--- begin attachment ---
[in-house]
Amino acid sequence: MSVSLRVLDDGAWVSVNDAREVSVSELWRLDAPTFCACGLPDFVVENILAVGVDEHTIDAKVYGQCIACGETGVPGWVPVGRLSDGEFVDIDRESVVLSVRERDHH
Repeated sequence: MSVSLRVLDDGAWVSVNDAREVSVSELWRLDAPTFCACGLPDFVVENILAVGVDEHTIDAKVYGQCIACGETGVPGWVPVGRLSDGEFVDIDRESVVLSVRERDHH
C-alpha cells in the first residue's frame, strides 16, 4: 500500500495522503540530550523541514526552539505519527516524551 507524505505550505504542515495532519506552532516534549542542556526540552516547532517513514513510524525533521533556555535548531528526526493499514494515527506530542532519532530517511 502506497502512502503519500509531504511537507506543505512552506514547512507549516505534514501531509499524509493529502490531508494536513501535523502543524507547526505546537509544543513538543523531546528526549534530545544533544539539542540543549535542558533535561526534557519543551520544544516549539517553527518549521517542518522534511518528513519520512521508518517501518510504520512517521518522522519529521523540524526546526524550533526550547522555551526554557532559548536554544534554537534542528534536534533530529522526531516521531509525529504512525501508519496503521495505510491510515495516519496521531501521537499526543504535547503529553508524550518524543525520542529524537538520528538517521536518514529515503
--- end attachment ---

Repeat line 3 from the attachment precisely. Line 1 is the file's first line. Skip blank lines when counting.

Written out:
Repeated sequence: MSVSLRVLDDGAWVSVNDAREVSVSELWRLDAPTFCACGLPDFVVENILAVGVDEHTIDAKVYGQCIACGETGVPGWVPVGRLSDGEFVDIDRESVVLSVRERDHH